On Jan. 23, Fair Isaac Corp., the creator of FICO scores changed the formula for calculating your credit score.
It is estimated that this will affect about 110 million consumers. About half will see their score increase while half will see a reduction in credit score. The new procedure will look at personal loans deeper. There are many apps where you can quickly borrow money.
Americans are borrowing heavily according to the Federal Reserve Bank of New York. Household debt increased by $92 billion in the third quarter of 2019 and now is $13.95 trillion. People with high debt on credit cards or those that have recently missed payments could see a drop in their FICO score.
It is expected that those who pay off their credit card balances monthly will not be penalized as much for one time large purchases or an occasional high balance. There is concern that people are taking out personal loans to pay off high interest credit cards and then continuing to use the cards. This can get a consumer caught in a credit squeeze.
When I meet with clients, it is amazing how many people continue making the minimum payments. This is like borrowing from a legal loan shark. Interest rates of 18% or higher are not normal in most financial channels. Miss a payment and you might go to 29%!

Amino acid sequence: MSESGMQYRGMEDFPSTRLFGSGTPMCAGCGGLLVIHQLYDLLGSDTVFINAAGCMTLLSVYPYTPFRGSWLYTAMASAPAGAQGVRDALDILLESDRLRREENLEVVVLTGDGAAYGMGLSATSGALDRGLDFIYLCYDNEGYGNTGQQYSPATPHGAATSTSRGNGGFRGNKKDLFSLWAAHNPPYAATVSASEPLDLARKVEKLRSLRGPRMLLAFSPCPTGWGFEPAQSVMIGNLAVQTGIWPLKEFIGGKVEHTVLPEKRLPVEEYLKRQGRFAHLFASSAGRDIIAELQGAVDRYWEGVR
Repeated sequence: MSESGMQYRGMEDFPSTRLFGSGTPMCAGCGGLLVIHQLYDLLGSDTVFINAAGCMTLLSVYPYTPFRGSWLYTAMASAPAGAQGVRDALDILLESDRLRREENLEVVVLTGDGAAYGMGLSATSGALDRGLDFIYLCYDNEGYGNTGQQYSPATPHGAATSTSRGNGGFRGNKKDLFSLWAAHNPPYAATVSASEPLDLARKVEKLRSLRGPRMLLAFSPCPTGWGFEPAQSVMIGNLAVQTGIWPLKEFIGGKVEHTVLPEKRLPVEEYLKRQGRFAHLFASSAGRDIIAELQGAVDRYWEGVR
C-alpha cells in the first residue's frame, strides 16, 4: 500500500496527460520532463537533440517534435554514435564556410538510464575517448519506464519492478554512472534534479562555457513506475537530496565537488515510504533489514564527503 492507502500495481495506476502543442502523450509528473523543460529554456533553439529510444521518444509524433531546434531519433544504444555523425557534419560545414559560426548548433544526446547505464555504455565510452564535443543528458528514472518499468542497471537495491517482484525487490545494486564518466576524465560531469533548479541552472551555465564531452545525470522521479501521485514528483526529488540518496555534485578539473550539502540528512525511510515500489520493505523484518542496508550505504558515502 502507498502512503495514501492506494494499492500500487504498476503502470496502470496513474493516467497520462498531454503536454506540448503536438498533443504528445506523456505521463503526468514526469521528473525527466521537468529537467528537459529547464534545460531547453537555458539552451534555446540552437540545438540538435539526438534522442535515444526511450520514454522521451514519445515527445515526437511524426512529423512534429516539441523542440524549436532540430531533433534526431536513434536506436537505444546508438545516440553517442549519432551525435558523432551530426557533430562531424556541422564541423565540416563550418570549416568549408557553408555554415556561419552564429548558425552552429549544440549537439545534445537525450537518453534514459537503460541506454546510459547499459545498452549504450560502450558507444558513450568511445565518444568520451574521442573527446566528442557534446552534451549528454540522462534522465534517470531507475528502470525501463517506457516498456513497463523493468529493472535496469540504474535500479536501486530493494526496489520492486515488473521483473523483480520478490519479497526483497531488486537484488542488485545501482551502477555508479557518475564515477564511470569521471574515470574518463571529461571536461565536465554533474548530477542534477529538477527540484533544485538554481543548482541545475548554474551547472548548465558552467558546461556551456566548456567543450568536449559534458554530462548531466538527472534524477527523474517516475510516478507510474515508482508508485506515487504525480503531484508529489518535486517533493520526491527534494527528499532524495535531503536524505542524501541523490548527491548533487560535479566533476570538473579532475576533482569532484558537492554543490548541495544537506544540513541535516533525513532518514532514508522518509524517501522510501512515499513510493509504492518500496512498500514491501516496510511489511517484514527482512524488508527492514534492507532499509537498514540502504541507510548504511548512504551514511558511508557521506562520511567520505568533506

The same rules apply to managing your credit score. Pay your bills on time. Do not open too many new accounts. Opening one will ding your credit score about five points for a few months. Also, only use a portion of your credit limit. This is known as utilization percentage. For the highest score, you should be around 30%.
As with all matters dealing in personal finance, you must be concerned about the details. Know your monthly cash flow. It is your sources of income each month and your required payments. The difference is what you have to spend. Then, prioritize your expenditures. There is a difference between what we need and what we want.
You can maximize your budget by planning ahead for what you need to take advantage of sales and other opportunities to save. If cash flow is tight, use a shopping list and stick to it. It is easy to pick up a lot of impulse items or thing we would like, Maybe do your shopping when you do not have the children with you?
Remember to pay yourself first. Out of each month cash flow, set aside some money for emergencies. If you are carrying a balance on credit cards, pay more than the minimum. If you have more than one card with a balance, pay off the one with the smallest balance first if the interest rates are the same on all of your cards. Then when you can put away money for retirement or some other goal, have a plan and stick to it.
You can do this.
Your Financial Future is written by certified financial planner Gary W. Boatman, MBA and CFP, who also wrote the book, “Your Financial Compass: Safe Passage Through The Turbulent Waters of Taxes, Income Planning and Market Volatility.” If there is an area that you would like to see discussed in the column, send your suggestions to gary@BoatmanWealthManagement.com.